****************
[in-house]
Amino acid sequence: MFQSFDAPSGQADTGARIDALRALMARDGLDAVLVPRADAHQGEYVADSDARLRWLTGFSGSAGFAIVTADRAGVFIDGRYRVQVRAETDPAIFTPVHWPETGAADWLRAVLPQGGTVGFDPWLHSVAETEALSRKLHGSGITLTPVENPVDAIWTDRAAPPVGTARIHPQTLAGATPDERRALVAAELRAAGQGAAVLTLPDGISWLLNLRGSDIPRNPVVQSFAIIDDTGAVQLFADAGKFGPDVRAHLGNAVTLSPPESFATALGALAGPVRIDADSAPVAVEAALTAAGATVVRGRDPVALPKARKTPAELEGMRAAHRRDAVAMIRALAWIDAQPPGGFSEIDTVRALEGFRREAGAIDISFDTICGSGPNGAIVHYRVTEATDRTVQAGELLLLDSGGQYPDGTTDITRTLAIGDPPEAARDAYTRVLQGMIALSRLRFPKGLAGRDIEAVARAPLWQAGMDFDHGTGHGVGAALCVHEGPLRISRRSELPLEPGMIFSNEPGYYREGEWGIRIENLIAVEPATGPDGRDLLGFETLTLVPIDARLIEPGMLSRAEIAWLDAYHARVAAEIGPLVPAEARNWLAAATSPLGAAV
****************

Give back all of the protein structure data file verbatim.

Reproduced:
[in-house]
Amino acid sequence: MFQSFDAPSGQADTGARIDALRALMARDGLDAVLVPRADAHQGEYVADSDARLRWLTGFSGSAGFAIVTADRAGVFIDGRYRVQVRAETDPAIFTPVHWPETGAADWLRAVLPQGGTVGFDPWLHSVAETEALSRKLHGSGITLTPVENPVDAIWTDRAAPPVGTARIHPQTLAGATPDERRALVAAELRAAGQGAAVLTLPDGISWLLNLRGSDIPRNPVVQSFAIIDDTGAVQLFADAGKFGPDVRAHLGNAVTLSPPESFATALGALAGPVRIDADSAPVAVEAALTAAGATVVRGRDPVALPKARKTPAELEGMRAAHRRDAVAMIRALAWIDAQPPGGFSEIDTVRALEGFRREAGAIDISFDTICGSGPNGAIVHYRVTEATDRTVQAGELLLLDSGGQYPDGTTDITRTLAIGDPPEAARDAYTRVLQGMIALSRLRFPKGLAGRDIEAVARAPLWQAGMDFDHGTGHGVGAALCVHEGPLRISRRSELPLEPGMIFSNEPGYYREGEWGIRIENLIAVEPATGPDGRDLLGFETLTLVPIDARLIEPGMLSRAEIAWLDAYHARVAAEIGPLVPAEARNWLAAATSPLGAAV